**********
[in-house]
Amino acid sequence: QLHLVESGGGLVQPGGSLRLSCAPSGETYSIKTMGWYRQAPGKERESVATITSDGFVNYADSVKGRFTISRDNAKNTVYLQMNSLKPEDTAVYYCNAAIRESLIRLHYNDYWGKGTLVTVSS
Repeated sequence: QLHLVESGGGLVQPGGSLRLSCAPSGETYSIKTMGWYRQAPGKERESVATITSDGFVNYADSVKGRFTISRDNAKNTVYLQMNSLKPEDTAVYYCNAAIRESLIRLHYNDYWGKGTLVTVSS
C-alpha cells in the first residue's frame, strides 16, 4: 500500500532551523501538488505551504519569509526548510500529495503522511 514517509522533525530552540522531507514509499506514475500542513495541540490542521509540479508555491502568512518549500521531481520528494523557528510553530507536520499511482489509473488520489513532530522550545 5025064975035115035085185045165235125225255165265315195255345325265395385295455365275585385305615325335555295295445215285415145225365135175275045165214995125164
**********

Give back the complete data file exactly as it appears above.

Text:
[in-house]
Amino acid sequence: QLHLVESGGGLVQPGGSLRLSCAPSGETYSIKTMGWYRQAPGKERESVATITSDGFVNYADSVKGRFTISRDNAKNTVYLQMNSLKPEDTAVYYCNAAIRESLIRLHYNDYWGKGTLVTVSS
Repeated sequence: QLHLVESGGGLVQPGGSLRLSCAPSGETYSIKTMGWYRQAPGKERESVATITSDGFVNYADSVKGRFTISRDNAKNTVYLQMNSLKPEDTAVYYCNAAIRESLIRLHYNDYWGKGTLVTVSS
C-alpha cells in the first residue's frame, strides 16, 4: 500500500532551523501538488505551504519569509526548510500529495503522511 514517509522533525530552540522531507514509499506514475500542513495541540490542521509540479508555491502568512518549500521531481520528494523557528510553530507536520499511482489509473488520489513532530522550545 5025064975035115035085185045165235125225255165265315195255345325265395385295455365275585385305615325335555295295445215285415145225365135175275045165214995125164